Richard Obrand is the Canadian Football League's Coordinator of Digital Media. He previously worked for the Montreal Alouettes and served as sports editor of the Concordian Newspaper. Follow Richard on Twitter @RichardObrand.
Nine weeks ago, if you would have told any casual CFL fan that the Winnipeg Blue Bombers would be leading the East Division with a four-point cushion over the Alouettes, you would have heard laughs from St. John’s to Victoria.
What was once a laughable prediction is now an inspiring reality.
Winnipeg’s resurgence is one of many unexpected storylines that have taken centre stage throughout the first half of the 2011 season. With Saskatchewan’s hardships, Montreal’s apparent return to earth and Edmonton’s bad luck, fans have been provided with nothing short of a thrilling first half of Canadian football.
Here now, are a few things to keep your eye on for the second half of the season.
Can Winnipeg keep up their pace?
Winnipeg’s situation has been played out countless times throughout the history of sports. It seems as though there is always one team in every league that enters the season with low expectations, but then proceeds to blow their opposition – and expectations – out of the water. Those teams end up in either one of two places.
The first scenario sees the team simply run out of steam and fall back down to earth with the rest of the pack, while the second scenario has the team engage in a playoff run that is seemingly as inspiring and unforeseen as their season.
However, the 2011 Winnipeg Blue Bombers have an aura surrounding them that doesn’t necessarily follow either of these two situations.
The team is playing as if they were absolutely expected to be 7-1 and they look spectacular while doing it.
Swaggerville is letting teams know that they are for real – and have no intention of being pushed to the wayside.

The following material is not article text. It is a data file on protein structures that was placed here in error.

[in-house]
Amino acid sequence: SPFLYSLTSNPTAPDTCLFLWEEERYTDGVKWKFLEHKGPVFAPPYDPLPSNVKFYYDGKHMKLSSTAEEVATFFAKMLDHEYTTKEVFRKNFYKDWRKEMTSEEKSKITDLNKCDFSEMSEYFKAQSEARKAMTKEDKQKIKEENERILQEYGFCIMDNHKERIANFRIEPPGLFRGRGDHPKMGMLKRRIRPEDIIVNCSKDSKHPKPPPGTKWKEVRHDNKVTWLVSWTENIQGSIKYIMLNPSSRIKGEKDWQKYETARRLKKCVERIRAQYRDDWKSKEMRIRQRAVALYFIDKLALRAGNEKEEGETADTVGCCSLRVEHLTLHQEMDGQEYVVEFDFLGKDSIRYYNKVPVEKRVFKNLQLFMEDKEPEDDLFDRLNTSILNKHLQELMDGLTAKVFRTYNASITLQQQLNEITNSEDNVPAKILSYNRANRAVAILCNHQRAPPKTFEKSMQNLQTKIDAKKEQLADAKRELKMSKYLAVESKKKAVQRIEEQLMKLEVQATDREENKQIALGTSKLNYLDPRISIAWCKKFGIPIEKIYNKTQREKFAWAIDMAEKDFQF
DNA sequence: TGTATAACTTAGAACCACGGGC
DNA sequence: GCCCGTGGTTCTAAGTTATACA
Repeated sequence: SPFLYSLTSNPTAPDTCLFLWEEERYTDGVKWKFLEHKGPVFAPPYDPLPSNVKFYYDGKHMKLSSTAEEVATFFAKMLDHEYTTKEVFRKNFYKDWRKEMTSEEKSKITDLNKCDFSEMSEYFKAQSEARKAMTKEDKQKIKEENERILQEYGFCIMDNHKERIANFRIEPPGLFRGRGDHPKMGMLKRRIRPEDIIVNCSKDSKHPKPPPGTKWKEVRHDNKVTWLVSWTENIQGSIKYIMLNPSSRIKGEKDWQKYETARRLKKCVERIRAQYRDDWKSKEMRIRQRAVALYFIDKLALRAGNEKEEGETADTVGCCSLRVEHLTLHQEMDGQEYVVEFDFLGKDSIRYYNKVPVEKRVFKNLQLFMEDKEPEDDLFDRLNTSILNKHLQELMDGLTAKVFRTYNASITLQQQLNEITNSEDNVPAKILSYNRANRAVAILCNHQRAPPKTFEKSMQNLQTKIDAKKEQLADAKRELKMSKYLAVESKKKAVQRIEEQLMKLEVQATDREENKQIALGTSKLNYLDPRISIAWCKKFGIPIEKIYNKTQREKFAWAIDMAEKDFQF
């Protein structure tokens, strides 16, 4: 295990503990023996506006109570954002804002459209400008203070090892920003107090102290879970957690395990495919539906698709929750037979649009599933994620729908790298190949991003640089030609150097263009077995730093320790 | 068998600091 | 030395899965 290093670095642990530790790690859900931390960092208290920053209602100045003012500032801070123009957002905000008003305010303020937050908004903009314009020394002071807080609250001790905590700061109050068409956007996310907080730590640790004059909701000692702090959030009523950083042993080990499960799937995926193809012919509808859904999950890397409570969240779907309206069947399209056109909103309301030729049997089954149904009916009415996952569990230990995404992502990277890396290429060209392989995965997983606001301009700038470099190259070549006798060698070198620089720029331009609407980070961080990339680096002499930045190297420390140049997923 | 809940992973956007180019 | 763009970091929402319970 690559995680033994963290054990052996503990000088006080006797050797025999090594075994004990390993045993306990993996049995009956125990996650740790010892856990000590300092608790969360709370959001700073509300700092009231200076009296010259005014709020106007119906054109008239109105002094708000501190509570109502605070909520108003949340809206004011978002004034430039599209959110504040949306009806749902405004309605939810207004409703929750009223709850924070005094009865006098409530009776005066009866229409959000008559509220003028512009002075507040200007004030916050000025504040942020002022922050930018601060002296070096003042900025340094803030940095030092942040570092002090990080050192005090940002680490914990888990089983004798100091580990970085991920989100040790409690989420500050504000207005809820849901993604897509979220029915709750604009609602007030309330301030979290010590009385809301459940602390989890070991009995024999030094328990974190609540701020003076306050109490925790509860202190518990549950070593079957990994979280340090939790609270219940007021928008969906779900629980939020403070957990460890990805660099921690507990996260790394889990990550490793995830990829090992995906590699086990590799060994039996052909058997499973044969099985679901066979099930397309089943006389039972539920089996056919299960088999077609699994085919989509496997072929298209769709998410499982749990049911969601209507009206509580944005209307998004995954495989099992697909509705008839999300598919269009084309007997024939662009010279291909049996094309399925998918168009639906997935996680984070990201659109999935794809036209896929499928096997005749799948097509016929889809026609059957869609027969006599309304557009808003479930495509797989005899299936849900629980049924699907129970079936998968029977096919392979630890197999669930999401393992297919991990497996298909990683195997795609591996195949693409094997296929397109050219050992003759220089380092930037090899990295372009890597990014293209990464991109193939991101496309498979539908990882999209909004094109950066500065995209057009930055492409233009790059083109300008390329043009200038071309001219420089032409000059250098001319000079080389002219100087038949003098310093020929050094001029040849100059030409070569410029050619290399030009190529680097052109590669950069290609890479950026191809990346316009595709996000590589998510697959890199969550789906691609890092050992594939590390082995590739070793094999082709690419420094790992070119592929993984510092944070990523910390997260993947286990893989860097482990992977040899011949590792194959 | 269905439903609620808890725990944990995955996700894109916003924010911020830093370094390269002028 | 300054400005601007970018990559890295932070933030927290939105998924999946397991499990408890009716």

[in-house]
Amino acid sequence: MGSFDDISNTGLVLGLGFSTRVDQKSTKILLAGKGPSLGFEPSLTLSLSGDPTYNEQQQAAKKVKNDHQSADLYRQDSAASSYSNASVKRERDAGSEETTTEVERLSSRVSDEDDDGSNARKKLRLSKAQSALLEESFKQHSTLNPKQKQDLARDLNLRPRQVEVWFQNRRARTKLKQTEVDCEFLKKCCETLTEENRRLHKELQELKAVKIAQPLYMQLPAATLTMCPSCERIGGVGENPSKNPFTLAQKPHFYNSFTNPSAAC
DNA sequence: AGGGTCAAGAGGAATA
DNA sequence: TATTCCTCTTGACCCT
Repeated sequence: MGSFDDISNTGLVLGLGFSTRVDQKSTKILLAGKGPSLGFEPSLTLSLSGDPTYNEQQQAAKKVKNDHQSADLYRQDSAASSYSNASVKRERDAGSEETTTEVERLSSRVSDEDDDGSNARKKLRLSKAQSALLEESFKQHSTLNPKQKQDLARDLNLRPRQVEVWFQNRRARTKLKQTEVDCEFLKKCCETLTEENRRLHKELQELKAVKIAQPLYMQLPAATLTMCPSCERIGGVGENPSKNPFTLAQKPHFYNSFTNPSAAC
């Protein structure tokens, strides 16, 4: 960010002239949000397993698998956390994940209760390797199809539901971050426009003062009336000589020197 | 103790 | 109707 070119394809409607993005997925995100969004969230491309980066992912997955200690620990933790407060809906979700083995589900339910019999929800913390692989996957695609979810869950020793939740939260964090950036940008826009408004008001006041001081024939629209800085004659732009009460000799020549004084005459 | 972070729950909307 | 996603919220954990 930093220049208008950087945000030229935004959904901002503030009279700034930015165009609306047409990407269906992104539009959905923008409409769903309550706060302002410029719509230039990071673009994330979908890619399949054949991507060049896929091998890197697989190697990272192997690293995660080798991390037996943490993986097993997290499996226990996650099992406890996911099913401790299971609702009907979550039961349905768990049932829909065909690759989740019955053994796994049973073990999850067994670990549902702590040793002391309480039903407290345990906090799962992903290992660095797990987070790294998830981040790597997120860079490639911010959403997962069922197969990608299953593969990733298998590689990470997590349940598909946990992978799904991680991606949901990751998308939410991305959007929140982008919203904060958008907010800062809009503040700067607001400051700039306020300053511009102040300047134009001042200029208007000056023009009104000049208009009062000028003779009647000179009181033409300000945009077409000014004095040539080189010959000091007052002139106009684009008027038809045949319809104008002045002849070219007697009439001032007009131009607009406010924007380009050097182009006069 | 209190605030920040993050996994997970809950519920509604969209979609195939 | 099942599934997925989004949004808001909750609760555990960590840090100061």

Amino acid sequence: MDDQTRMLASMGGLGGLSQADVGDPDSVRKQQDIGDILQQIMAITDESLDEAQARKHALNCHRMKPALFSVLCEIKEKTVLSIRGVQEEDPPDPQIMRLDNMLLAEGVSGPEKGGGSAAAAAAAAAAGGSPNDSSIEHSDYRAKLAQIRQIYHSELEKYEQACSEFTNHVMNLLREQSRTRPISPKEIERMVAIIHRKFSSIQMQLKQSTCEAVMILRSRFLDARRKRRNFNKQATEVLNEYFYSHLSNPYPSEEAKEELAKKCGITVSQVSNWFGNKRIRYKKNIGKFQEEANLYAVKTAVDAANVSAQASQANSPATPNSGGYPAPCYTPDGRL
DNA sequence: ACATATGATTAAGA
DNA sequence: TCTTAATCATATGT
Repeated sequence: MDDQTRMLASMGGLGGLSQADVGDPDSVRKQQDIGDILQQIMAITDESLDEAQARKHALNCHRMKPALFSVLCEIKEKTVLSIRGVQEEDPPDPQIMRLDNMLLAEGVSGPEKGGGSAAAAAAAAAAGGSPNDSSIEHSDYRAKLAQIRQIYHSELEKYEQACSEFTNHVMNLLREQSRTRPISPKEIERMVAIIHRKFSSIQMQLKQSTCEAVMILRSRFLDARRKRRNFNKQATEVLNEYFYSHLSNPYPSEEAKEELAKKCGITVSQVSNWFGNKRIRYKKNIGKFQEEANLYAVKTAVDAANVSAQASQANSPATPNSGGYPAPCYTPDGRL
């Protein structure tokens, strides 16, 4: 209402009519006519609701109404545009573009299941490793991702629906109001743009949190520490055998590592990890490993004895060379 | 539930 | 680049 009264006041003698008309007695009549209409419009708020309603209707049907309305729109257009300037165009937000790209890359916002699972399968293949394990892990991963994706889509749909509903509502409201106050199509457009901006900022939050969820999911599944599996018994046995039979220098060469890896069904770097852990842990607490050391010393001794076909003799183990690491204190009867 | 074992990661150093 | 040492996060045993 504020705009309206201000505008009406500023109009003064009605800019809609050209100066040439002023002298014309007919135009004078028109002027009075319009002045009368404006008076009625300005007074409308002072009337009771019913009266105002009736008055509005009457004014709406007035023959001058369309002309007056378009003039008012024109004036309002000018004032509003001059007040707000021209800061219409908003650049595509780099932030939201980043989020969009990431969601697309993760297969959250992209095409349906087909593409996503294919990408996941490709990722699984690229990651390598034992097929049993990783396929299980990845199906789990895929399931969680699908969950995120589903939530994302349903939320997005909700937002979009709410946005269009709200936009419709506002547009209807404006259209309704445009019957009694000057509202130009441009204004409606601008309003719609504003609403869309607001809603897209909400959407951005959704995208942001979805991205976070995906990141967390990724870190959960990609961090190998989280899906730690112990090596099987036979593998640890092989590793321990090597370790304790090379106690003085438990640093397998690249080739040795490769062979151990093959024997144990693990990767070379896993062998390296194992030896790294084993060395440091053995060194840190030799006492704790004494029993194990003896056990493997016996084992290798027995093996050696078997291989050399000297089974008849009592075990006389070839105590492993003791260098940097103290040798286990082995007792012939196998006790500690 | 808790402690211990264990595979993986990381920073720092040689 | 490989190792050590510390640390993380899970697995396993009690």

So will the Blue and Gold be able to continue at their torrent pace? You will have to stay tuned to find out.
Which Eskimos team will show up?
Blame it on bad luck, blame it on the offensive line, or blame it on injuries; fact is, with the way things are going for the Edmonton Eskimos, you could have a valid argument for all three.
Having stormed out of the gate with a 5-0 record to start the season, Edmonton had everything going its way.
The highly maligned offensive line was protecting Ricky Ray, who, in-turn, was able to heave passes downfield to Fred Stamps.
Four games ago, the above sentence seemed highly plausible. Today, it seems flat-out fictional.
Injuries to Edmonton’s top-four receivers in addition to its offensive line have brought upon three-straight convincing losses in which they were outscored 91-21.
Fortunately for the Eskimos, injuries are a temporary matter and the return of their players is imminent.
The question is will it be too late for the Eskimos by then? Or will the club peak once again, this time as the playoffs appear on the horizon?
Montreal’s return to earth
Quarterback Anthony Calvillo has been enjoying another MOP-calibre season. His 104.0 efficiency rating is tops among all starting pivots, as are his 17 touchdown passes and 2,464 yards,
Despite his strong play, the Alouettes have already suffered three losses. Has the rest of the league finally figured out how to stop the mighty Als? For years, Montreal epitomized consistency. The team featured a high-octane offence, which was supported by a sturdy and reliable defence.
While it seems that Montreal still features the very characteristics that led them to success in years past, the rest of the league is finally figuring out how to limit them on the field.
Parity is one of the many themes that have dominated CFL airwaves this season, perhaps, it is finally rearing its head on the Alouettes.
Trouble in Riderville
As if losing two consecutive Grey Cups wasn’t enough of a heartbreaker for fans of the Roughriders, their disastrous 1-7 record certainly doesn’t take the sting away.
The Greg Marshall experiment was short-lived, paving the way for Ken Miller to reassume his role on the sidelines.
Can he single-handedly reverse Saskatchewan’s fortunes? Almost certainly not. Miller will need immense support from his players, especially quarterback Darian Durant if the club is to salvage a shot at a third-straight Grey Cup appearance.
Saskatchewan’s back-to-back matchups with rival Winnipeg on Labour Day weekend and the Banjo Bowl seem like the perfect opportunity for them to get their season back on track.
However, two-straight losses against the confident Bombers may also prove to be their official demise.
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